Do you ever stop to wonder if all the decisions you’ve made over the past twelve years were the right ones? Did they put you on the right path? Did you end up where you thought you would? Perhaps you disagree with John Lennon when he says, “there isn’t anywhere you can be that isn’t where you’re meant to be.”
In Clerks II we catch up with Dante Hicks (Brian O'Halloran) and his pal Randall (Jeff Anderson) twelve years after we last saw them, working at the Quick Stop and wondering what life had to offer them. What are they doing now? The same thing — that is, until a fire in the opening scene forces them to do something else. What do they decide to do? Lacking any other experience they decide to become clerks at a local fast food restaurant called Mooby’s.
Unhappy with the situation, Dante decides he wants something else. He wants what other 33-year-olds have — a wife, kids, a house, and a good job. He almost has these things. He’s on the verge of leaving Mooby’s, Randall, and New Jersey far behind. What’s the catch? Marrying a controlling woman and being on the take from the woman’s parents — in essence exchanging freedom for possessions.
Clerks II does a great job of philosophizing about what makes us happy. Is it marriage, money, a career, prestige? Or is it just finding something you don’t mind doing and hanging out with your friends? Is one really better than the other?
So Clerks II examines some of life’s eternal questions, but did I also mention it’s hilarious? It is. It’s just about as funny as the first one, but maybe not as shocking. You know why it’s not as shocking? Clerks raised the bar for the bawdiest of bawdy talk in an R rated movie. It almost became the first movie to be given an NC-17 for language alone.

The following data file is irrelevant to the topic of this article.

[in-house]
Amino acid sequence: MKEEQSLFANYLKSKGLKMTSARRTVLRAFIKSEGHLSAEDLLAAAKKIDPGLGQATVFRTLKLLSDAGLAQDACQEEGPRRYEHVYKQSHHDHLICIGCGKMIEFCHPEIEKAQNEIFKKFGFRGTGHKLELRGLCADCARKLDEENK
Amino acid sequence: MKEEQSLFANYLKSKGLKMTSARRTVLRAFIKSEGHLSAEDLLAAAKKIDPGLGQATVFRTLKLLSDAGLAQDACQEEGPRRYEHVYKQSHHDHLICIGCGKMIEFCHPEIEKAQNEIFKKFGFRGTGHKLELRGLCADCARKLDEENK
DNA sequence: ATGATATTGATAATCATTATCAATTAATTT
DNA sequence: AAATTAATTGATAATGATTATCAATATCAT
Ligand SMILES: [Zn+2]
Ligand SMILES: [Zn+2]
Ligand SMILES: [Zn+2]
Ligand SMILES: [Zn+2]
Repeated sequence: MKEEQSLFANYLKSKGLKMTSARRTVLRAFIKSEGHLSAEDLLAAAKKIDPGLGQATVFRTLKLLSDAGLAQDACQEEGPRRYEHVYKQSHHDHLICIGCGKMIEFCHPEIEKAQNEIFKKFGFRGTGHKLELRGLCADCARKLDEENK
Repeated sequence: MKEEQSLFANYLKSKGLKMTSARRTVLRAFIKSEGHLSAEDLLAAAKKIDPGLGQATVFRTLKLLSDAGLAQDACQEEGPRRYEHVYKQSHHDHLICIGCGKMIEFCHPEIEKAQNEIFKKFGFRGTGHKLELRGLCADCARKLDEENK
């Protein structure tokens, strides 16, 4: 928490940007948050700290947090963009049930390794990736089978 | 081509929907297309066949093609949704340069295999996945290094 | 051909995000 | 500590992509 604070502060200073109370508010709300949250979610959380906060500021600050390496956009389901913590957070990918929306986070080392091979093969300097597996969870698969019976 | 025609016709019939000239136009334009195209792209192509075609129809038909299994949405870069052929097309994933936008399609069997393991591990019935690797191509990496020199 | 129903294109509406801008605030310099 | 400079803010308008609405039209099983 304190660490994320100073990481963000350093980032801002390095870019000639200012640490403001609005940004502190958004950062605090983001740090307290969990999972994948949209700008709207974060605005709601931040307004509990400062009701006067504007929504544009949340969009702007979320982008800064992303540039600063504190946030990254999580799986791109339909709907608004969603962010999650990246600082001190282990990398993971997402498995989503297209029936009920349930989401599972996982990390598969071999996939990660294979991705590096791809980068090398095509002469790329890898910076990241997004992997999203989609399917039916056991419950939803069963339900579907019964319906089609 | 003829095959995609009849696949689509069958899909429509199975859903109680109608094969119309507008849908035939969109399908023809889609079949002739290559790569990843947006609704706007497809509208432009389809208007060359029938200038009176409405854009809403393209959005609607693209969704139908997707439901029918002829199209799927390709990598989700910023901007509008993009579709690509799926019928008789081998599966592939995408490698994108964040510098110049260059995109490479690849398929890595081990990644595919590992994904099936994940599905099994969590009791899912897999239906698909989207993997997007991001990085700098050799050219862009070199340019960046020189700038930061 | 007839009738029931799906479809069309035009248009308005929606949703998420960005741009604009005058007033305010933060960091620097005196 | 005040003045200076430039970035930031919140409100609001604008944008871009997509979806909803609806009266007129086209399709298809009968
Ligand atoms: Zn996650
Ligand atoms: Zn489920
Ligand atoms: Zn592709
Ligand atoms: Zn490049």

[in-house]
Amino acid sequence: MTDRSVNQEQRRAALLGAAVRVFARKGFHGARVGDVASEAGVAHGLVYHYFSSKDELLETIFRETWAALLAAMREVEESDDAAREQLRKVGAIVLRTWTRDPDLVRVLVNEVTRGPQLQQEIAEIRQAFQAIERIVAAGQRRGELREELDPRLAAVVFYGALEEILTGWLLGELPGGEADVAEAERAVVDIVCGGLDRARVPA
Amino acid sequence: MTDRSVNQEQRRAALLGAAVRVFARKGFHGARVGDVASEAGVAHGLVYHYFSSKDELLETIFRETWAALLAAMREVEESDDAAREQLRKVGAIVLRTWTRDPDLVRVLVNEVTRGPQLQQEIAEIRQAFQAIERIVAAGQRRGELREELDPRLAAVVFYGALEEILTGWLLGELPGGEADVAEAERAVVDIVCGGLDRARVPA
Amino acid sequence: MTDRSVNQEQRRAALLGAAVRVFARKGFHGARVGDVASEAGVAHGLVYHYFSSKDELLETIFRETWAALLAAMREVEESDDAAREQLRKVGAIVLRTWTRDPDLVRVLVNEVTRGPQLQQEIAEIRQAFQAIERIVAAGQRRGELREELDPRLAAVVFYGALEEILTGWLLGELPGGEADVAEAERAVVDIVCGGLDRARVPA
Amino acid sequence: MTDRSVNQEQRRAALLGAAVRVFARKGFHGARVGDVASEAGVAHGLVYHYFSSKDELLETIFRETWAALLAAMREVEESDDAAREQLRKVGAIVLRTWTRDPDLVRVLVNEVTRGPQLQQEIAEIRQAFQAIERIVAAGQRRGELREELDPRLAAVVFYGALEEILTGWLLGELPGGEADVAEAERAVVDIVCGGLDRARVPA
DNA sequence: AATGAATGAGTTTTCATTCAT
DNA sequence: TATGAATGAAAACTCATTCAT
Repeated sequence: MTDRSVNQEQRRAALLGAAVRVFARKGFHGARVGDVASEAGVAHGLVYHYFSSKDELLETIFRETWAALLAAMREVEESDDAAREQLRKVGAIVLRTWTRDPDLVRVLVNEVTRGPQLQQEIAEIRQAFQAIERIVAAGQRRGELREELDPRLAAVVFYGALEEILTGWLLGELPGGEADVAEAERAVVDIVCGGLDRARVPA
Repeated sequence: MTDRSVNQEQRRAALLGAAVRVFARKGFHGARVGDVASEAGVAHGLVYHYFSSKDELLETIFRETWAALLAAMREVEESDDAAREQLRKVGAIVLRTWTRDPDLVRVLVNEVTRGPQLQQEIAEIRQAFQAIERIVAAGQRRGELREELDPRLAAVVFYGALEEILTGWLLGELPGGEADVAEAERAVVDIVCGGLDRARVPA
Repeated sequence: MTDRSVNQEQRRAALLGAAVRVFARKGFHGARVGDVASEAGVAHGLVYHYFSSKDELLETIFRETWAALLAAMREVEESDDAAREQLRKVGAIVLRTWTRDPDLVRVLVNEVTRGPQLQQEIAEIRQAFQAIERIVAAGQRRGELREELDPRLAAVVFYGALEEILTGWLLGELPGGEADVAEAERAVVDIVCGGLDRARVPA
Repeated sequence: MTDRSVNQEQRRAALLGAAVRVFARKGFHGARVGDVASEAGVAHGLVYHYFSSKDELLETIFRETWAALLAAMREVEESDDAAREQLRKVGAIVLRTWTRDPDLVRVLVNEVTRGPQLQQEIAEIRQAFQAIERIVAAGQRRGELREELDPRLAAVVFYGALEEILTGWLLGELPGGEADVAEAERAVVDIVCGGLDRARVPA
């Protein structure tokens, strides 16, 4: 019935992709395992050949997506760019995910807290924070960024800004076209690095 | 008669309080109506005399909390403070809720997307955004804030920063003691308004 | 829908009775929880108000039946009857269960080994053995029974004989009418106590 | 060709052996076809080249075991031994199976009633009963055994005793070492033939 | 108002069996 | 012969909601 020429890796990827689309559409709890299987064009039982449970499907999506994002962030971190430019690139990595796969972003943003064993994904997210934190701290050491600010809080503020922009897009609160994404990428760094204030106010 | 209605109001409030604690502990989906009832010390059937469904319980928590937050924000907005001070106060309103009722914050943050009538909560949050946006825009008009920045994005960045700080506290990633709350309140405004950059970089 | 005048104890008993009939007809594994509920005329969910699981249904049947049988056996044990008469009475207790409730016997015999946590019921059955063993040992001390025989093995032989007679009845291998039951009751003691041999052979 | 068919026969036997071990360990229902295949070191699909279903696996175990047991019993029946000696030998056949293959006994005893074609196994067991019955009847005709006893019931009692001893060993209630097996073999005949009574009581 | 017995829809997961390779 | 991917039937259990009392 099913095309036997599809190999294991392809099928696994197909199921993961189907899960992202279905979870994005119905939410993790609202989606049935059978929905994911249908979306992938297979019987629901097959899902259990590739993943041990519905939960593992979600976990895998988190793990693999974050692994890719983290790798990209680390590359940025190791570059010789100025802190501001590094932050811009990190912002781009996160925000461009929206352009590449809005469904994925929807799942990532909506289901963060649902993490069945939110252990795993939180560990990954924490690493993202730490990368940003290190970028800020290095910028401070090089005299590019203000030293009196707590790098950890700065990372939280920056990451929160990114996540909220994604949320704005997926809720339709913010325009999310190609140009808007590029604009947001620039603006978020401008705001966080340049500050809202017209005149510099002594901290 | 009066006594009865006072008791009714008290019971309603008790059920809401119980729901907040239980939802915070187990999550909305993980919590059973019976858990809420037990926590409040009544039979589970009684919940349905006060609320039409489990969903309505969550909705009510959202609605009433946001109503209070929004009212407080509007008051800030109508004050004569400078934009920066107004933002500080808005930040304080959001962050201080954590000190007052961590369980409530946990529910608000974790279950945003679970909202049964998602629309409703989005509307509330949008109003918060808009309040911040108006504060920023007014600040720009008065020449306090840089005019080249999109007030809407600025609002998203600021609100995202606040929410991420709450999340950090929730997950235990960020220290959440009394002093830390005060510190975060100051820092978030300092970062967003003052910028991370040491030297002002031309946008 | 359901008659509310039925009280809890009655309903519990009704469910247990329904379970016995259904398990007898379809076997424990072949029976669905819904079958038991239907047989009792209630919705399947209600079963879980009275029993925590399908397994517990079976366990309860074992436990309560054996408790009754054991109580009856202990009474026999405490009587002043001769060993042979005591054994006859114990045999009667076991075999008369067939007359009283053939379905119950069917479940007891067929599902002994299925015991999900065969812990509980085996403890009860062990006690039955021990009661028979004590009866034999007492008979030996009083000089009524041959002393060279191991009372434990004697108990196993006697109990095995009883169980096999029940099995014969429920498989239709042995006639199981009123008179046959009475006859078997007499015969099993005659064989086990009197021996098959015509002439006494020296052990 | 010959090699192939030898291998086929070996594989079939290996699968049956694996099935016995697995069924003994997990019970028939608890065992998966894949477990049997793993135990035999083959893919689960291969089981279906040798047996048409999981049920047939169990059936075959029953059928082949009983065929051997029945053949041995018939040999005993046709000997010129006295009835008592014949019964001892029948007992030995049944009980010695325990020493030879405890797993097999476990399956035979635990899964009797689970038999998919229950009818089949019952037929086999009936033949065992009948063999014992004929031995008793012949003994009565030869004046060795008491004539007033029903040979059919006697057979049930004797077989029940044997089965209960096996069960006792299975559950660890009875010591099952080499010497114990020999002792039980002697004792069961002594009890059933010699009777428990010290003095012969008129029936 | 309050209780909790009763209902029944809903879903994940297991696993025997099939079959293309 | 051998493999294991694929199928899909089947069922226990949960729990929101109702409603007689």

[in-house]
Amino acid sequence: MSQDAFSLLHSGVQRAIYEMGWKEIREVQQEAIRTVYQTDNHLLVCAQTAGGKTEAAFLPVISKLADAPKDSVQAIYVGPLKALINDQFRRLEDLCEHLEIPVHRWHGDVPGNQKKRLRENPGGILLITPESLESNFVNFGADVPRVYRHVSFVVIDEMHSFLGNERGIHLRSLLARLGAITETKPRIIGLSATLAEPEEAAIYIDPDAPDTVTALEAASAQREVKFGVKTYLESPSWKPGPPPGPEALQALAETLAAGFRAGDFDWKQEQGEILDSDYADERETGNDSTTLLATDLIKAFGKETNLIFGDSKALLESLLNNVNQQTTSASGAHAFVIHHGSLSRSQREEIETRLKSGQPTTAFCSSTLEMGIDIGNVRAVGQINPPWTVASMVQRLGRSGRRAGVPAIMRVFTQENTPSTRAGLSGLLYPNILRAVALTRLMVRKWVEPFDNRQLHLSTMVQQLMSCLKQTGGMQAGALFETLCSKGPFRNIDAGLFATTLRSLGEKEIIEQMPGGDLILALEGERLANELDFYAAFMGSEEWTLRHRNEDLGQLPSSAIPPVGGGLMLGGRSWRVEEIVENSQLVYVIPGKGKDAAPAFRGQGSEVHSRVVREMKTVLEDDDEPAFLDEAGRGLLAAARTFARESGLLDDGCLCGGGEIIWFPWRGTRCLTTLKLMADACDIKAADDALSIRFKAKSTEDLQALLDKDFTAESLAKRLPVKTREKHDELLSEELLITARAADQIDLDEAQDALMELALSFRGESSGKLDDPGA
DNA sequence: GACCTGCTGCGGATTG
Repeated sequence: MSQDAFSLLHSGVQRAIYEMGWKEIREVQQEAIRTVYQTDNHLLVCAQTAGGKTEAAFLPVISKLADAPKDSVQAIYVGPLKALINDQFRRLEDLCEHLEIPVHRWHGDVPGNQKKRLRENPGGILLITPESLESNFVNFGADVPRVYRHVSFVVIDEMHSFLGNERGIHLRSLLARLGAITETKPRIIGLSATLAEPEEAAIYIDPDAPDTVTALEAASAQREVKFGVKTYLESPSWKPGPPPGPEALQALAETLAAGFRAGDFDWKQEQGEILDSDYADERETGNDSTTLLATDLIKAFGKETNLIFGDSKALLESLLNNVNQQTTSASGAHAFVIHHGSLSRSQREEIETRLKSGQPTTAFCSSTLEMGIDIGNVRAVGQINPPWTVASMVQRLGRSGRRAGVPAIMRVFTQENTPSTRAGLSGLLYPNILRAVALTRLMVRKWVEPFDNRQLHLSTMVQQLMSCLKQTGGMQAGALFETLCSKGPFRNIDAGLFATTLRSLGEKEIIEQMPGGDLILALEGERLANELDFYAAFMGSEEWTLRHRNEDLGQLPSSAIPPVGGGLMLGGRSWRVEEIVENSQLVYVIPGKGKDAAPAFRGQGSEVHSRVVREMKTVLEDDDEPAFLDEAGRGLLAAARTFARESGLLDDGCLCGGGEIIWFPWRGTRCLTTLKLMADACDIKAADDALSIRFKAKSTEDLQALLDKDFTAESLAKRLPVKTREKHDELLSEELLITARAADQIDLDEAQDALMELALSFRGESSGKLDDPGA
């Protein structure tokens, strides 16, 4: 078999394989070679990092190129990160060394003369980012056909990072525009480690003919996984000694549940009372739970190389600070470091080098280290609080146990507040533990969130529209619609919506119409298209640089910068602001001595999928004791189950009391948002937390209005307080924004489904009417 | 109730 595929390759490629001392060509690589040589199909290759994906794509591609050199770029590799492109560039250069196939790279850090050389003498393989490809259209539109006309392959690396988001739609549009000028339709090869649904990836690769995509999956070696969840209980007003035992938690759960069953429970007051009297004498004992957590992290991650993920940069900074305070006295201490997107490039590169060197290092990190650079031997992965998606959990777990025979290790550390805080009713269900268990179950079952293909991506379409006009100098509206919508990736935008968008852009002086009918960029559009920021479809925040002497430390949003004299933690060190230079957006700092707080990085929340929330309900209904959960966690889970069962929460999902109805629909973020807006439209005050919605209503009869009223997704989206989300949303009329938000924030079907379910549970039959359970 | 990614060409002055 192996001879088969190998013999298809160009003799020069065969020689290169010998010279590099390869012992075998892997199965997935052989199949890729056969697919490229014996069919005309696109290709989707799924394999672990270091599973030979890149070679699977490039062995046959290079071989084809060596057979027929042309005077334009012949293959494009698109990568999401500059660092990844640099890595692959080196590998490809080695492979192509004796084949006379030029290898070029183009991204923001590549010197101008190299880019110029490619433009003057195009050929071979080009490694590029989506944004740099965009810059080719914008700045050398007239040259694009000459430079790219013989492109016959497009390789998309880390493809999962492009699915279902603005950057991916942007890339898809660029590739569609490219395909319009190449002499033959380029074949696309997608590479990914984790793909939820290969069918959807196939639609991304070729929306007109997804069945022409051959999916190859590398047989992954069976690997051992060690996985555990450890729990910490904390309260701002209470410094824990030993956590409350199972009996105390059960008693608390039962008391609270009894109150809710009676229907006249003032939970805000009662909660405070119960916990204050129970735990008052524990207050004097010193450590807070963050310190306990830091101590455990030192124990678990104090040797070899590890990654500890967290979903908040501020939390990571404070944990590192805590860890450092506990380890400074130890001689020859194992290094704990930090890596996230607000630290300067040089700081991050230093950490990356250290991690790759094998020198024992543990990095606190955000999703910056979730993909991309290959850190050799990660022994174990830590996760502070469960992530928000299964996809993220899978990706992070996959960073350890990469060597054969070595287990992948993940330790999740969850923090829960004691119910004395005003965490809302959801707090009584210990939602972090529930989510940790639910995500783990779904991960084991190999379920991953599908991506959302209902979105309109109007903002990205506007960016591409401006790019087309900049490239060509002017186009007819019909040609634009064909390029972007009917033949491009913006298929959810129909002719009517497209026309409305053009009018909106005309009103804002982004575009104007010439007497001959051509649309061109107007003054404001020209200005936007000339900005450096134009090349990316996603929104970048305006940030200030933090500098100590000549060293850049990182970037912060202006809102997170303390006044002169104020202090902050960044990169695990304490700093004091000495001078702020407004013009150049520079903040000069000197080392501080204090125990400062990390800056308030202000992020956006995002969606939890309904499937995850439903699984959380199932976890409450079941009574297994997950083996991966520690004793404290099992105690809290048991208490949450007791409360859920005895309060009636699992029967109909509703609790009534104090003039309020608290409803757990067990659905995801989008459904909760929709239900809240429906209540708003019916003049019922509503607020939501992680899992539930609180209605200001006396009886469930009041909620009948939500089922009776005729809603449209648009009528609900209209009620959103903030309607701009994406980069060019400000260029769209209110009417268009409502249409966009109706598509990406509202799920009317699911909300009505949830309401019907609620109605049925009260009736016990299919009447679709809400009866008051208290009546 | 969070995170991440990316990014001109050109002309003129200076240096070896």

Seeing Clerks II took me straight back to seeing the first one in 1994. It was a time when people looked at you funny if you carried around a cell phone, the Internet was still for computer geeks, and setting up an email account was more complicated than my calculus exam. I was a film student at the time, so seeing the movie was practically required. I remember how exciting it was at the time. The movie was low budget, with unknown actors using language seldom heard in mainstream cinema, yet it was getting tons of attention from critics.
So Kevin Smith set up an empire based around the characters he created and is probably one of the better-known directors today. And I’m not making movies. At least I can write about them. I can’t say whether Kevin Smith agrees with John Lennon or not. At first glance I might say no, but then again maybe he does.